Reform at GLCs, GLICs should go beyond sackings

UM professor proposes PACs have guardianship of GLICs as these entities face little scrutiny


Any changes to state-owned enterprises should go beyond the resignations of political appointees but measures to avert future intervention, said political economist Prof Dr Edmund Terence Gomez.

The market is rife with news of changes at government-linked companies (GLCs) following Pakatan Harapan’s historic May 9 win of the general election.

Board members have exited sovereign wealth fund Khazanah Nasional Bhd, pilgrim fund Lembaga Tabung Haji (LTH), Petroliam Nasional Bhd and the Federal Land Development Authority or Felda.

Telekom Malaysia Bhd also saw changes at the CEO level and the market reckons more heads are expected to roll.

Speculations are rife that Malaysia Airports Holdings Bhd chief Datuk Mohd Badlisham Ghazali’s contract will not be renewed when it ends this month, while Malaysian Resources Corp Bhd CEO Tan Sri Mohamad Salim Fateh Din will retire at the end of the month, to be replaced by his son Mohd Imran.

Gomez said the purging of political appointees at GLCs and government-linked investment companies (GLICs) are necessary, but it must be accompanied by structural changes within the public-private domain.

A bulk of the local corporate sector is currently governed by the Finance Ministry through its investment arm, Minister of Finance Inc (MoF Inc). This is done through equity ownerships in GLICs, namely Khazanah, Permoda- lan Nasional Bhd, Retirement Fund Inc, the Employees Provident Fund, LTH and Lembaga Tabung Angkatan Tentera.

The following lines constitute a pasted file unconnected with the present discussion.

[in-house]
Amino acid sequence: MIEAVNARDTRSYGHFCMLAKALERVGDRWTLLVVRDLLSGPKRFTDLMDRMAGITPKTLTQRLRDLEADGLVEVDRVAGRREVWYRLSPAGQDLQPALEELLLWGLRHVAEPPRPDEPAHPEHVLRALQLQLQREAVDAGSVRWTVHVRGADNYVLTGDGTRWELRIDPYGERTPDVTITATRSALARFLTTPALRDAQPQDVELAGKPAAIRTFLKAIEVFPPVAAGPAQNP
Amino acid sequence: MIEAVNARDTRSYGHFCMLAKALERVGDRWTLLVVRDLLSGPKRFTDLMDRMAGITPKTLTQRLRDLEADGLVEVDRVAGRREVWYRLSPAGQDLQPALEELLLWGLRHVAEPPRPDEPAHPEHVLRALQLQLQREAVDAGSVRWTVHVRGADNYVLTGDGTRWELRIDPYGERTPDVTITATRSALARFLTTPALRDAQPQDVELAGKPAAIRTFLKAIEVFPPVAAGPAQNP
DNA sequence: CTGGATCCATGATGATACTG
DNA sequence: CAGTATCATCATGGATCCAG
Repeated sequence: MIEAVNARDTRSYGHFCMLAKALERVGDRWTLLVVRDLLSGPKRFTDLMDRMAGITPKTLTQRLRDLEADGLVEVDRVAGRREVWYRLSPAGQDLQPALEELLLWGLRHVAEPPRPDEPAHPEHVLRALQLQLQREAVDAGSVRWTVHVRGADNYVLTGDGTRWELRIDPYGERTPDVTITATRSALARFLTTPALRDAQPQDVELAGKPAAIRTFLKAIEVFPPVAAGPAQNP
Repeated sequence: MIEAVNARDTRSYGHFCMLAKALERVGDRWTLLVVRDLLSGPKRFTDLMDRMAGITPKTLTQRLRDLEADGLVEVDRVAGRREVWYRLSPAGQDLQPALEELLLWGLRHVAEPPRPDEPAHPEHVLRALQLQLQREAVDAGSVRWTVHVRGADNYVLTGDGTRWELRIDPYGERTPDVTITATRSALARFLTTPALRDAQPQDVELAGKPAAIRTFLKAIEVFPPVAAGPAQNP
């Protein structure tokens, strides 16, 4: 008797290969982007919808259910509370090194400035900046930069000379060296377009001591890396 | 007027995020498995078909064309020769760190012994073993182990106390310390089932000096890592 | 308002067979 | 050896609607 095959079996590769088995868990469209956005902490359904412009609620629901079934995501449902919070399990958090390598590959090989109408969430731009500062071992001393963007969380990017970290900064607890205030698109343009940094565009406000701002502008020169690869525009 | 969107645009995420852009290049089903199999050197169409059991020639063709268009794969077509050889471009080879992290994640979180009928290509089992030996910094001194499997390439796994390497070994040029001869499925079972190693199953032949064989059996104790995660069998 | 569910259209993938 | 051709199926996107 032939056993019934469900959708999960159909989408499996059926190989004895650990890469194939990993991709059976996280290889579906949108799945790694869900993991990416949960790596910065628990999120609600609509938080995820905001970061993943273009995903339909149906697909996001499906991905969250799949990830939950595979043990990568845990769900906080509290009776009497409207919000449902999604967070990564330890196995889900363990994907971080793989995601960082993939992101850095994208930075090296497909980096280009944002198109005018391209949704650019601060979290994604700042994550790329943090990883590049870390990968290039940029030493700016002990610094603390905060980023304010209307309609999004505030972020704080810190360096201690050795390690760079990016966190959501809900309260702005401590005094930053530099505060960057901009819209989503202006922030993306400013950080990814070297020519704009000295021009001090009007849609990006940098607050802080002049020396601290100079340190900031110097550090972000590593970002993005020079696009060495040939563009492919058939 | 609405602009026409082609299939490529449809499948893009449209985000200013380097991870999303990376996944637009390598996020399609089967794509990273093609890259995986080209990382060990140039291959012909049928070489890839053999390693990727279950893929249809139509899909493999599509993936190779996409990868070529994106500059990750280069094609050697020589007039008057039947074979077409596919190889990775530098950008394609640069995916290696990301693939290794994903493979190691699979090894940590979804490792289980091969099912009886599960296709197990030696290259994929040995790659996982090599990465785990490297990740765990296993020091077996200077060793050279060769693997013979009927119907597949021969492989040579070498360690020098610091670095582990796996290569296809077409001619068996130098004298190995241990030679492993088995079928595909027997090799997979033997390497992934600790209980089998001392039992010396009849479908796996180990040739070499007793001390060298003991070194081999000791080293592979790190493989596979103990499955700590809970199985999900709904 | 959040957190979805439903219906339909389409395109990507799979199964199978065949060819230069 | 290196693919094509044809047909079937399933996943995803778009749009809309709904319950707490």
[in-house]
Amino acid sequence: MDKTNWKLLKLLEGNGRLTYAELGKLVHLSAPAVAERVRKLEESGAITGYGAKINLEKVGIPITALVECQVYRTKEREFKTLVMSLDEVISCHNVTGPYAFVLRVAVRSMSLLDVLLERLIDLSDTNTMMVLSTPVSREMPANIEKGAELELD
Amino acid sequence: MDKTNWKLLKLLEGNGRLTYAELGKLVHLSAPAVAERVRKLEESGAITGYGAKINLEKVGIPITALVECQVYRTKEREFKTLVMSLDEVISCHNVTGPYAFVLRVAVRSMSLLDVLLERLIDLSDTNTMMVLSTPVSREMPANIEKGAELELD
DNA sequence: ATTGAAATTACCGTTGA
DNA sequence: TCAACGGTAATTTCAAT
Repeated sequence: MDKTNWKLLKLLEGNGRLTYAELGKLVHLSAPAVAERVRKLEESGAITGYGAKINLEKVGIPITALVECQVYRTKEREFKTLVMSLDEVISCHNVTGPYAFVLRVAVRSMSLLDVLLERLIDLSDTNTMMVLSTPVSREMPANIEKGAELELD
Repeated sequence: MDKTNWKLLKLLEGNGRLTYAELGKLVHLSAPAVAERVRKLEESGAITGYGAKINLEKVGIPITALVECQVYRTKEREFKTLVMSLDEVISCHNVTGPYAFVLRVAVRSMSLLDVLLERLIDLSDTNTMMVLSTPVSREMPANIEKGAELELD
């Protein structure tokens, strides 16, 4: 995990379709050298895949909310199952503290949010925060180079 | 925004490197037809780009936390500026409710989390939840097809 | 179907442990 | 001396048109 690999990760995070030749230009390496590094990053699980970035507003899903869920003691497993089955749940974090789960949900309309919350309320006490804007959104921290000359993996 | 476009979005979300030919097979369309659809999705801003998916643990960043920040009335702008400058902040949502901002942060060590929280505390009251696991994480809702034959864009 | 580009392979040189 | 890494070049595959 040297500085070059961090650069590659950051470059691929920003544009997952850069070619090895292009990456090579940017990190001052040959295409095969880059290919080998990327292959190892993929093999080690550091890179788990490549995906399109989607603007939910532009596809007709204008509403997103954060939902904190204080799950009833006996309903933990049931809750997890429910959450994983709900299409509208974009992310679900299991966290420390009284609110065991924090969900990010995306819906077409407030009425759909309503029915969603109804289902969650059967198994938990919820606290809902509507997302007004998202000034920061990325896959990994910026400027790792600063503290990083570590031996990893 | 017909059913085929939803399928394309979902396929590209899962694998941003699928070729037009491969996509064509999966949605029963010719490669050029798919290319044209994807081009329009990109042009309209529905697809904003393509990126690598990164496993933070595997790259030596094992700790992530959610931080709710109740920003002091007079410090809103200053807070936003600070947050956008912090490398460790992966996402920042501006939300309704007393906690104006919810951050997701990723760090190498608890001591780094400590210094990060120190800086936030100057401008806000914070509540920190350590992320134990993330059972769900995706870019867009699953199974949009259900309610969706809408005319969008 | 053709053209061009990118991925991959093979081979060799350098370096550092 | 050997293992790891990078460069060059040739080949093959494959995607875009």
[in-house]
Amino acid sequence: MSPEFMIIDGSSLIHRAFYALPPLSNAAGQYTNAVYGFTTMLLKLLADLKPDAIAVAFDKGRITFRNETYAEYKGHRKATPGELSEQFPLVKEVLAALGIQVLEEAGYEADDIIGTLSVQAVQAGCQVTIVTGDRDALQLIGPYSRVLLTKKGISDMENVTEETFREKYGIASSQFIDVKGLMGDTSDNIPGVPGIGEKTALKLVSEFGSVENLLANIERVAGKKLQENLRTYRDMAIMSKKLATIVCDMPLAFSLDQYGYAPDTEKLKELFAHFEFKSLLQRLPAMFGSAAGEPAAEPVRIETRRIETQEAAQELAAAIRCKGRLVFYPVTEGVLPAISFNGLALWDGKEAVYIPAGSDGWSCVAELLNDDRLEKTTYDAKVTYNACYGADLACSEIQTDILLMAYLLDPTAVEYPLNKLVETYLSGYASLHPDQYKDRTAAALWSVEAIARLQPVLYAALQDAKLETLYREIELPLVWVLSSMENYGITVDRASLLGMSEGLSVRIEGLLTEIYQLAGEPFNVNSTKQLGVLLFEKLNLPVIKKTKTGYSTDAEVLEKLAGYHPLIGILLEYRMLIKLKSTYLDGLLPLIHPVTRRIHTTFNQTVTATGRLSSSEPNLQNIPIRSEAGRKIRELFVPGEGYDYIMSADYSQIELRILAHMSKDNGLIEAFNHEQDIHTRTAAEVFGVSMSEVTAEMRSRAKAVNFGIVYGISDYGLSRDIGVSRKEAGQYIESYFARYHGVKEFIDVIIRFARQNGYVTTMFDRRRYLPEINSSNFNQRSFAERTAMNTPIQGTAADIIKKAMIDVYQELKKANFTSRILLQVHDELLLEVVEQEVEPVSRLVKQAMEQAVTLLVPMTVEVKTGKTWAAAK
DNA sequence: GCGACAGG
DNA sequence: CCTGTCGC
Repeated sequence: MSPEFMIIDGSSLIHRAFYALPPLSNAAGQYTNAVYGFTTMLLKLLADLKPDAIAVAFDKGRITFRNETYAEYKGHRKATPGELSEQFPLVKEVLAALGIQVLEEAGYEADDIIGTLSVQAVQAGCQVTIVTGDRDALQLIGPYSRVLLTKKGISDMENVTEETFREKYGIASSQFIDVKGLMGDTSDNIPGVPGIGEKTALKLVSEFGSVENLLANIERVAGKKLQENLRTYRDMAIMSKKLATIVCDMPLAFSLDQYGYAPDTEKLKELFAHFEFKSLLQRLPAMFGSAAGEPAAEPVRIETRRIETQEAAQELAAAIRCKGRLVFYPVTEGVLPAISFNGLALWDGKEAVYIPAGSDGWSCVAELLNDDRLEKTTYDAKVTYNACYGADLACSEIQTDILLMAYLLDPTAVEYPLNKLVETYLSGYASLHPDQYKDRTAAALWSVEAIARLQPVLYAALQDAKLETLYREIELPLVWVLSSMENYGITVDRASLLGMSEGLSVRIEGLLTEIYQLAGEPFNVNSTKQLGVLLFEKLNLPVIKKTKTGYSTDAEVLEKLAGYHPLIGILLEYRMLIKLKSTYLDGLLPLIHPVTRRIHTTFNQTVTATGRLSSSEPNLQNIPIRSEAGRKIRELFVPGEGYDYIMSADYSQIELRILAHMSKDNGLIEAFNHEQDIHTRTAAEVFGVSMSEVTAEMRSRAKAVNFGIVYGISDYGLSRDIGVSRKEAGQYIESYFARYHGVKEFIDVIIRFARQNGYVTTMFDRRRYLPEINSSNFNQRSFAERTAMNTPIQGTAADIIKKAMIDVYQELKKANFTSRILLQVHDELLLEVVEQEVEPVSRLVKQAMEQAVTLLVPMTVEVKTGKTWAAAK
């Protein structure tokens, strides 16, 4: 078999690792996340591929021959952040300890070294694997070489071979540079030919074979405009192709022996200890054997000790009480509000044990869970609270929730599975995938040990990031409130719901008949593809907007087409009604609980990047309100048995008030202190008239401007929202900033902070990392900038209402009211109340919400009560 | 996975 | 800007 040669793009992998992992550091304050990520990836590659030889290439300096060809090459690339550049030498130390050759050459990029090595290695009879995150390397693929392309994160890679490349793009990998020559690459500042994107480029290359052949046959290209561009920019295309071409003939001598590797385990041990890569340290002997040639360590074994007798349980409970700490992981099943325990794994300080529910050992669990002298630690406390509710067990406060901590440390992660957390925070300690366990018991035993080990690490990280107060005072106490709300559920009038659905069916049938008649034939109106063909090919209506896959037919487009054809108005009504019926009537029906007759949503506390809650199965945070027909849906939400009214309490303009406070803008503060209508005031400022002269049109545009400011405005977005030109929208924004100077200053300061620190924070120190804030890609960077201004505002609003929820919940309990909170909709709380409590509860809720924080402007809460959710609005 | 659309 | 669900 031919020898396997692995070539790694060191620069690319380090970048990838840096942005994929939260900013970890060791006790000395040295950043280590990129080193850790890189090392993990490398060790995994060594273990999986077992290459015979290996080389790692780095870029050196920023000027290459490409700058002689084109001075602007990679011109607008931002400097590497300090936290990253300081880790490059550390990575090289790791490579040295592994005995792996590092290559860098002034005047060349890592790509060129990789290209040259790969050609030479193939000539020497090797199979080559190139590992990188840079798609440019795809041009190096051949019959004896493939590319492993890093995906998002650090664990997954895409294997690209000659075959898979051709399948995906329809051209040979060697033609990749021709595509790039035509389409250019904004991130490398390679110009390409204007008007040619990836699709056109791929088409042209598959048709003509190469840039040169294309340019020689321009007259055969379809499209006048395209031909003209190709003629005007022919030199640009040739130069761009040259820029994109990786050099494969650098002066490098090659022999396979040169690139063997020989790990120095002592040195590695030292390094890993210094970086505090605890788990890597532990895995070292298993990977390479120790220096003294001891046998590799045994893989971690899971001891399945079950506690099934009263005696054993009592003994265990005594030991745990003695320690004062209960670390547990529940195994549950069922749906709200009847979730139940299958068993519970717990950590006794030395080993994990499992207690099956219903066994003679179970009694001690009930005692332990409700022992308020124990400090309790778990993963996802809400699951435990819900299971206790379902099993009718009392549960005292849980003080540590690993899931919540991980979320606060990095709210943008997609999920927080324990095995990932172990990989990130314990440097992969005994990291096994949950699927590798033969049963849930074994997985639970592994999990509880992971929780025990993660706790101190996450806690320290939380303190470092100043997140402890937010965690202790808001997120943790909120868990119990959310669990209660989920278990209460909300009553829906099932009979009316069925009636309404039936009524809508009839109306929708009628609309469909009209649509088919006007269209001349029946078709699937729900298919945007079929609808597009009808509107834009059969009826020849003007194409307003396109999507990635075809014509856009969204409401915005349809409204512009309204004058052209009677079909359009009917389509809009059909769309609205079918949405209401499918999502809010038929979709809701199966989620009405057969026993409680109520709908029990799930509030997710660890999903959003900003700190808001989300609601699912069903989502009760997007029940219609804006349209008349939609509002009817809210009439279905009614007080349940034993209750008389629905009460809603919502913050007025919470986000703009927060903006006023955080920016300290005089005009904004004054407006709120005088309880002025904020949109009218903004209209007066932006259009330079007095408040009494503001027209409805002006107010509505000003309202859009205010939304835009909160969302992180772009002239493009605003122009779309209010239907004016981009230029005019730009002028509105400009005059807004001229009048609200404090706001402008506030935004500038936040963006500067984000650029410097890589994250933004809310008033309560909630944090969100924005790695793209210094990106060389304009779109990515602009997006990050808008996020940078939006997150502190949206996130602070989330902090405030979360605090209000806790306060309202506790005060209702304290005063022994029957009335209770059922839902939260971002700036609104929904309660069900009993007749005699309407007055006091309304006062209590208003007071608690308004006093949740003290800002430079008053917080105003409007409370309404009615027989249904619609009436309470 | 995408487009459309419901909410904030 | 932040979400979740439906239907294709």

The University of Malaya (UM) professor said the pre- sent debate centres on political appointees’ removal and less on how new appointments will be selected and who they will report to.

“Will it just be the finance minister or will there be a separate body that looks into matters related to GLICs? The new government has to lay that out,” he told The Malaysian Reserve.

Gomez said the alleged abuses at GLCs and GLICs, in particular, 1Malaysia Deve- lopment Bhd’s financial scandal, proved the need for a stringent check and balance system with greater oversight of these entities.

He proposed parliamentary action committees (PACs) should have guardianship of GLICs as these entities are not publicly listed and face little scrutiny.

“This is my concern. When reforms are instituted, how sure are we that politicians will not interfere in company affairs?

“We cannot be sure unless there is an institutional body that overlooks into the operations of GLICs. There has to be an urgent discussion on this.”

A study by Institute for Democracy and Economic Affairs showed that GLCs account for more than half of the Bursa Malaysia main index and 36% of its market capitalisation. Seven out of the top 10 listed firms in 2018 are GLCs.

Tun Dr Mahathir Mohamad had likened GLCs to “monsters” as the prime minister said these institutions have grown to be “huge and rich”, but shied away from their intended purpose of reducing the disparity between the rich and the poor.

US-based political critic Dr M Bakri Musa was recently quoted as saying that GLCs are “a nest for plunderers” and that the government should “sell them all”.

“Malaysia should not be satisfied with the current exercise of only punishing those corrupt and incompetent individuals in 1MDB and other GLCs. They should demand more.

“Get rid of the sources of the problem. Get rid of all GLCs. Sell them,” he said.

Gomez said while it is important to ensure that politicians do not interfere in GLCs, the government can have a golden share in the company if it serves the national interest.

“But whatever decisions that are taken should be transparent and held accountable.”